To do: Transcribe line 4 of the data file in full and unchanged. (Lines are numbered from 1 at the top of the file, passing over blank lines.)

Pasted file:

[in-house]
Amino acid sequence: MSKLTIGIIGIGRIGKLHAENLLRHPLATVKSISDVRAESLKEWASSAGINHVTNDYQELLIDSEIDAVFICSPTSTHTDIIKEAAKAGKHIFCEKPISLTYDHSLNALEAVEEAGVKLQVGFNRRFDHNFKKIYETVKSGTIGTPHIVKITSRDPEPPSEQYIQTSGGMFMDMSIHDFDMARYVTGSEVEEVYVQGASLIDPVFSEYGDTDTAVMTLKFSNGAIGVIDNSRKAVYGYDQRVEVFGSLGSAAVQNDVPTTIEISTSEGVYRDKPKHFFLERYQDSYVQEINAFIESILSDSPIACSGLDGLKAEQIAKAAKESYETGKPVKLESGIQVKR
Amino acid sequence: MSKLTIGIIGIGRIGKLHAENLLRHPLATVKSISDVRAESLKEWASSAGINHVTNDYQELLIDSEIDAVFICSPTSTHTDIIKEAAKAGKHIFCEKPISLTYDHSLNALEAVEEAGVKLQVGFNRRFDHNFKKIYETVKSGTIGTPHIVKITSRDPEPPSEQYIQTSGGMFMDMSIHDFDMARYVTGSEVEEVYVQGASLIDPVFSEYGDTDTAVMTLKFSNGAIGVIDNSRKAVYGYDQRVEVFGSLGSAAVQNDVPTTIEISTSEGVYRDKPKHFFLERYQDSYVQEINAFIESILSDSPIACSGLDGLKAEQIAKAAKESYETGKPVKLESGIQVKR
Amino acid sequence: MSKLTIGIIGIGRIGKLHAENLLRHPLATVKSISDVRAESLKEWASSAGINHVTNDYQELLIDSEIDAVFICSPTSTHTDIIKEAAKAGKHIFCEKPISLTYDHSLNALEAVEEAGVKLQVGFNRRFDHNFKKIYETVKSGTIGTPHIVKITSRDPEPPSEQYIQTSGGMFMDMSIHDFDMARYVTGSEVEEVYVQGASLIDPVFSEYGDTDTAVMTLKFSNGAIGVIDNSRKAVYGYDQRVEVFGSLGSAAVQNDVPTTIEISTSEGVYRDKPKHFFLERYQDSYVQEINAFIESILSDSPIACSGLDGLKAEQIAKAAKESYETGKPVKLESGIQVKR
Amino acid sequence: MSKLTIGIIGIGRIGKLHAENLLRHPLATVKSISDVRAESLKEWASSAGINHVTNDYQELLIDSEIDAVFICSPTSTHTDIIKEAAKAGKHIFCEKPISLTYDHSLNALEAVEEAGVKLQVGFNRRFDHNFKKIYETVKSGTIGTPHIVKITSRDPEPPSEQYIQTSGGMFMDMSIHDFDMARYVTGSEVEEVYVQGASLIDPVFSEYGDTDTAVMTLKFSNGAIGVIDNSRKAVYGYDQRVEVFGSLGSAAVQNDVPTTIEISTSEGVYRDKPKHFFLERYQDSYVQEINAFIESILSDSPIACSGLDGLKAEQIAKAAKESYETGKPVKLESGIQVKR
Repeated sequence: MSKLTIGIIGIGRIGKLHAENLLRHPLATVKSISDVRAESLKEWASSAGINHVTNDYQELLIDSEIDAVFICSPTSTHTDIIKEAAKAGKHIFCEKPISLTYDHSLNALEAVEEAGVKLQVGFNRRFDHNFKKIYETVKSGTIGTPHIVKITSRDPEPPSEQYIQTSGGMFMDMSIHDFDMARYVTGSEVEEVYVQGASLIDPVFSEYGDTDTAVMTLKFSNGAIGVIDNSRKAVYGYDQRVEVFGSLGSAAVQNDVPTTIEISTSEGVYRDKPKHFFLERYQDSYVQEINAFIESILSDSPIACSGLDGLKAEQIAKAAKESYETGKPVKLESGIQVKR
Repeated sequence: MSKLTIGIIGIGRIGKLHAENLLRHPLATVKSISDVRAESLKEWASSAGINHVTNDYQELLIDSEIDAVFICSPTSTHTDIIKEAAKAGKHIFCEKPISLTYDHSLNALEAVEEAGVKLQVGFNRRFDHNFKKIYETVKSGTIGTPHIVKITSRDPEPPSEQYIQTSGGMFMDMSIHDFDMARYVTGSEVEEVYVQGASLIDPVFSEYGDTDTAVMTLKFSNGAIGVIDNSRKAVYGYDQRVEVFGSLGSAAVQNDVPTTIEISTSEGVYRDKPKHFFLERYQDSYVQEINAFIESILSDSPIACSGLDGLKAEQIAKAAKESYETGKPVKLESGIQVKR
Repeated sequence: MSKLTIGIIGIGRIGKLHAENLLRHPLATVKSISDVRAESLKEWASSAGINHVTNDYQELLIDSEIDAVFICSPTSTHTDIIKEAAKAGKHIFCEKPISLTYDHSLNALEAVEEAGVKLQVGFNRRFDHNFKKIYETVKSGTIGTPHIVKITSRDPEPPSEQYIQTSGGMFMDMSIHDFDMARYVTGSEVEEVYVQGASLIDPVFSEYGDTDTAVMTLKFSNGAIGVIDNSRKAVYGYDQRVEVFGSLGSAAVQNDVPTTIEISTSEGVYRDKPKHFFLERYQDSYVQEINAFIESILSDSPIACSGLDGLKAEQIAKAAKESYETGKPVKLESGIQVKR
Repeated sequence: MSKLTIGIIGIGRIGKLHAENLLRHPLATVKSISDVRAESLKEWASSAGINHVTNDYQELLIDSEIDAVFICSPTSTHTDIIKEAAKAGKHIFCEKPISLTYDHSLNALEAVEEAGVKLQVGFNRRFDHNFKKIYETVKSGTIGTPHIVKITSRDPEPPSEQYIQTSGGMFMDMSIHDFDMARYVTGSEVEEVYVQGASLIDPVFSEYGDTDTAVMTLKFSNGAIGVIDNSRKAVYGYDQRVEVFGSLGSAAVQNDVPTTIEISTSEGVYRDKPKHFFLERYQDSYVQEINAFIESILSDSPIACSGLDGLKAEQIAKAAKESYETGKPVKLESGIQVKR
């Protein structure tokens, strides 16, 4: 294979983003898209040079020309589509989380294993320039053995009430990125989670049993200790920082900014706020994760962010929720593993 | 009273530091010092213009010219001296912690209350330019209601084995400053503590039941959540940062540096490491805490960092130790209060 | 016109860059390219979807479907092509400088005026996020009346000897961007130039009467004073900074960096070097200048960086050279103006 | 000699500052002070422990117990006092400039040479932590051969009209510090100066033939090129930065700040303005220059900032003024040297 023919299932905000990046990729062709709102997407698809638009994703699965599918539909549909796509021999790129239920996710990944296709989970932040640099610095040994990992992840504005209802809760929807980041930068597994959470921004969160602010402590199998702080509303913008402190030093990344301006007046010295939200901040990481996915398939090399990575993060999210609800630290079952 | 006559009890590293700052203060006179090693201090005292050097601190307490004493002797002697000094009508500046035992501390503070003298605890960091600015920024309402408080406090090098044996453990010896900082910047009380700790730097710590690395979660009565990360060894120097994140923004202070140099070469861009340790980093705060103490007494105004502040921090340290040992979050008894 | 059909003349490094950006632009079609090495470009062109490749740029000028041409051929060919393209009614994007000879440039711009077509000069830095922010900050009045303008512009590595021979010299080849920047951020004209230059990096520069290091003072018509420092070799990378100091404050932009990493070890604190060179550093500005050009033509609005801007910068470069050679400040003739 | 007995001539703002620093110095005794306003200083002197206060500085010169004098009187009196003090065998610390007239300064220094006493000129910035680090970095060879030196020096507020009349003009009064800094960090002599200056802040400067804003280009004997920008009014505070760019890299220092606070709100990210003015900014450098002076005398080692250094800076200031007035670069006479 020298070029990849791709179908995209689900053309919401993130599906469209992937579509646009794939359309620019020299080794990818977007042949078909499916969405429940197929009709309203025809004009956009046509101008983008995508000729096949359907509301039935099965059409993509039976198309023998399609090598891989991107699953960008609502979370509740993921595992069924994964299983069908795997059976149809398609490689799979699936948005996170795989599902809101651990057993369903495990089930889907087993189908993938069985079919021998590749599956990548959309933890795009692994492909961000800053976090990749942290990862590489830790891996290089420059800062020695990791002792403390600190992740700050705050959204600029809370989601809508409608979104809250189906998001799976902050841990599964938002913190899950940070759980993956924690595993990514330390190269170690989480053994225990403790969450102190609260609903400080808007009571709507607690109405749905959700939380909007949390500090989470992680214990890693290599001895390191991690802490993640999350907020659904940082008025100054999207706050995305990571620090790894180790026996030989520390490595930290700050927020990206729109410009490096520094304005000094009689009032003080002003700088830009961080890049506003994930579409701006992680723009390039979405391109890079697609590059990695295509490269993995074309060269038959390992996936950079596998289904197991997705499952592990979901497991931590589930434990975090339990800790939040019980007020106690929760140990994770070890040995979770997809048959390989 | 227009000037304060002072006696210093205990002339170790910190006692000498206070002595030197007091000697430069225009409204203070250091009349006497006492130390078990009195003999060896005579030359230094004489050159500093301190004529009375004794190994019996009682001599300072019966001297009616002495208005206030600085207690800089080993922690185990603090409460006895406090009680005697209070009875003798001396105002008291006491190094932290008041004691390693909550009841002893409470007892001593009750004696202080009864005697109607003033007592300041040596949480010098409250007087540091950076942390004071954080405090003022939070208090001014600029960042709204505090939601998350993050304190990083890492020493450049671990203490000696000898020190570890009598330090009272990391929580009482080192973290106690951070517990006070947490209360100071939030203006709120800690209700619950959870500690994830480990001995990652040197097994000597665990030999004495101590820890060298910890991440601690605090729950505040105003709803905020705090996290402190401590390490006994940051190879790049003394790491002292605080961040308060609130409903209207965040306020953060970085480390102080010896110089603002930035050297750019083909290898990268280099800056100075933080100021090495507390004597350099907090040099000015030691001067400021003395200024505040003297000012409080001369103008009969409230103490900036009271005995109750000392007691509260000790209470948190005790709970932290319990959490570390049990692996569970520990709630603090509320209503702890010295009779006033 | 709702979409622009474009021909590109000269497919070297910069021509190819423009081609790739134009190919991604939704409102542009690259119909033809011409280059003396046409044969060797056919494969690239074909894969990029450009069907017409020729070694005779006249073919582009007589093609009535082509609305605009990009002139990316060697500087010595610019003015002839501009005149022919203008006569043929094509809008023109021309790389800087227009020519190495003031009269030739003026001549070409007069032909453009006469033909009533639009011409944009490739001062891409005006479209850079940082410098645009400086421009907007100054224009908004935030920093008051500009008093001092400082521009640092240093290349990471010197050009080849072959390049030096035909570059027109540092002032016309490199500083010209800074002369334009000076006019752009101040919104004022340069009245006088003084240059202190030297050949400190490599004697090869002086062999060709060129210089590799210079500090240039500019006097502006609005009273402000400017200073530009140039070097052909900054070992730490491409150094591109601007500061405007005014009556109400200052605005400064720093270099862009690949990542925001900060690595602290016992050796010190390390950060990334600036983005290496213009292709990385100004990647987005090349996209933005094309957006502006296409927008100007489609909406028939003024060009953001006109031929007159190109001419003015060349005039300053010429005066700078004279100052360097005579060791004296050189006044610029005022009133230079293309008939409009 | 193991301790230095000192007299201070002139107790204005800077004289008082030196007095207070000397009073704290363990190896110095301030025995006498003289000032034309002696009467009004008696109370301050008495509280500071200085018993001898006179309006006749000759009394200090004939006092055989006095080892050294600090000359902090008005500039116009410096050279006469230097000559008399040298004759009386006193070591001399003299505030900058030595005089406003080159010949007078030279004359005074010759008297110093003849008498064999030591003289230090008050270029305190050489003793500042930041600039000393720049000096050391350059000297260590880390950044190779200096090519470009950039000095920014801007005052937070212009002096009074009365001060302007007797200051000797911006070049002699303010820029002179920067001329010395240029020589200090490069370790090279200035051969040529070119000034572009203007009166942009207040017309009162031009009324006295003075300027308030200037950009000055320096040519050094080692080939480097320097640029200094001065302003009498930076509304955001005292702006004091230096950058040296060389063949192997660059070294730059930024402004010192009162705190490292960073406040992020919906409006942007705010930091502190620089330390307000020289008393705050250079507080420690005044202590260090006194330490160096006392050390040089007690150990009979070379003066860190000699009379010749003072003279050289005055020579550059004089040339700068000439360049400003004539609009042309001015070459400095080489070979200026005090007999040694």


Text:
Amino acid sequence: MSKLTIGIIGIGRIGKLHAENLLRHPLATVKSISDVRAESLKEWASSAGINHVTNDYQELLIDSEIDAVFICSPTSTHTDIIKEAAKAGKHIFCEKPISLTYDHSLNALEAVEEAGVKLQVGFNRRFDHNFKKIYETVKSGTIGTPHIVKITSRDPEPPSEQYIQTSGGMFMDMSIHDFDMARYVTGSEVEEVYVQGASLIDPVFSEYGDTDTAVMTLKFSNGAIGVIDNSRKAVYGYDQRVEVFGSLGSAAVQNDVPTTIEISTSEGVYRDKPKHFFLERYQDSYVQEINAFIESILSDSPIACSGLDGLKAEQIAKAAKESYETGKPVKLESGIQVKR